The current rule set removes a lot of the skill from the game

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Joined: 04 April 2020, 19:21

The current rule set removes a lot of the skill from the game

Post by WhiskeyHammer » 08 April 2020, 01:40

The skill in Koi-koi is very similar to some poker variants in both board state manipulation (i.e. matching and discarding strategically to maximize your yaku chance while blocking or minimizing your opponent's yakus) and in risk-reward management (i.e. making smart calls about when to Koi-koi). Two of the default rules basically remove all the skill from the risk-reward management side of the game.

Going first when you win. This is the biggest offender. Going first in Koi-koi is a huge advantage. Hitting a double match on a full board of eight cards gives you a huge starting lead that significantly disadvantages your opponent. Suddenly instead of being able to match against 7 cards they can only match against 6. Under these conditions, when compared to going first the second player has only 75% of the matching options. And hitting a double match is statistically most common on the first move of the game so it happens a fair bit. When you alternate back and forth this advantage is evenly spread. When the winner goes first, it creates a huge incentive to pretty much never call Koi-kio unless it's late in the game and youre losing. This is even more true when you consider the second default rule at play.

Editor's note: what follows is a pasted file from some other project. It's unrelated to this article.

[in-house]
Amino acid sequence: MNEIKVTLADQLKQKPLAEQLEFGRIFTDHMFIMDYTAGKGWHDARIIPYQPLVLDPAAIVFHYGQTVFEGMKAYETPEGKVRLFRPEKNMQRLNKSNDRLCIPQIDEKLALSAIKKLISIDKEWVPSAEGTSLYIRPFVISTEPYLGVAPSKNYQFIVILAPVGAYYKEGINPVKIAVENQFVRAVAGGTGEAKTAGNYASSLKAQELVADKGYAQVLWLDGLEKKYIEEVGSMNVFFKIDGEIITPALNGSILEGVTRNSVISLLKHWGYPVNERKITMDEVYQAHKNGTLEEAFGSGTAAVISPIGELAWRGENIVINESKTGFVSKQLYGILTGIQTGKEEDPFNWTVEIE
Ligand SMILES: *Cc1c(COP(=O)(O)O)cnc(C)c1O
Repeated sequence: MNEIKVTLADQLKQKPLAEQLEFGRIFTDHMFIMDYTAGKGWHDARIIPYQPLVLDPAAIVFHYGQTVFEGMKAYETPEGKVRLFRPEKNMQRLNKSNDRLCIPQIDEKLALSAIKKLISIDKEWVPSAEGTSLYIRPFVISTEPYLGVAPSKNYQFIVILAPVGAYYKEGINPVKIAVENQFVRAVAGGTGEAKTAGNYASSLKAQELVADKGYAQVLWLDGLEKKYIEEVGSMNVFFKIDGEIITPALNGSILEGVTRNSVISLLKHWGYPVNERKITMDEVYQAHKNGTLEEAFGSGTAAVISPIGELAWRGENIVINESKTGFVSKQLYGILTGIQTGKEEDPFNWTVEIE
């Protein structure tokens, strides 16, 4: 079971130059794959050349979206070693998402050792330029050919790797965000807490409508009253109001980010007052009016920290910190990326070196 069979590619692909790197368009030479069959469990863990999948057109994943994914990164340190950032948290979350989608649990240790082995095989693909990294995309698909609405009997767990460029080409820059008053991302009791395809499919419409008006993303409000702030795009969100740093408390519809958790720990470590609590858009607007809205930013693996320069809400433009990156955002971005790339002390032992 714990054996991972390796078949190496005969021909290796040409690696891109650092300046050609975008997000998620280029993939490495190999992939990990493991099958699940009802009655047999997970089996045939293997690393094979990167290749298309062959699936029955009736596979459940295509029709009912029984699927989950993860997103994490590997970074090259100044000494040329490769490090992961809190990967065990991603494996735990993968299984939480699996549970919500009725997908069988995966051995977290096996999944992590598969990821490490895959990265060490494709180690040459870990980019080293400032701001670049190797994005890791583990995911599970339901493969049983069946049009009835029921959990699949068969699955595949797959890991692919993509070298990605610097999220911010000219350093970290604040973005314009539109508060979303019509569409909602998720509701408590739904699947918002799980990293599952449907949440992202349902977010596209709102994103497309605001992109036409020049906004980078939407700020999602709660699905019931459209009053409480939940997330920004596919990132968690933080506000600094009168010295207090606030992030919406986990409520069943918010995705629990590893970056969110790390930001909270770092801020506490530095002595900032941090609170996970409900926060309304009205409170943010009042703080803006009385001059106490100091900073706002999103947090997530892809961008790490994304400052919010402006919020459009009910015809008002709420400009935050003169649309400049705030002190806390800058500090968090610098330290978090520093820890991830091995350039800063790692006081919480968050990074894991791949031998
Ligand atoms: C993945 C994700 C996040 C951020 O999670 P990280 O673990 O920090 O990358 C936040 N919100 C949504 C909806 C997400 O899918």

Starting multipliers. Out of the gate, a starting multiplier further disincentivizes the risk of calling koi-kio. When even the weakest 1 point Yaku can score you three or four points off of this multiplier system there really isn't a good reason to risk it, especially when there's such a powerful advantage to going first.

The two combined mean that there are very very few situations where you need to even bother to think about the risk vs reward side of the game. I've read that the rules are designed to encourage aggressive play but they have the opposite effect. They encourage low-risk fast-play that often devolves into an unbeatable snowball effect for who ever hits the first yaku.

Try it in your next game. Shoot for the fastest yaku you can hit and never call koi-koi. If you hit the first yaku and your board state control skill is roughly in the same ballpark as your opponent you'll rarely lose.

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Re: The current rule set removes a lot of the skill from the game

Post by nmego » 20 May 2020, 19:41

The current arena configuration isn't the most-skill rewarding ^ This should be changed.

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Re: The current rule set removes a lot of the skill from the game

Post by andycupid » 15 July 2020, 03:39

I wonder why there is lack of discussion here.
I pretty much do approve of the points mentioned above. As a luck based game Koi-koi still requires skill to pilot, to evaluate yours and the opponent's hand, while choosing what pairs to form or block are crucial in close games.

There is one other question I have in mind. With the variant "Viewing Yaku", you form easy 5s or 10s in a move or two. The sake cup is tremendously powerful and serves multiple purposes, while the blue ribbon in the same month also offers a chance to score the blue ribbon bonus. So there are many games where the opponent takes it right off the bat without any thinking whatsoever, and that round results in me blocking them like mad and they cruising through effortlessly. I don't have too much experience under my belt, but may experts share some thoughts on whether this variant suits competitive play?

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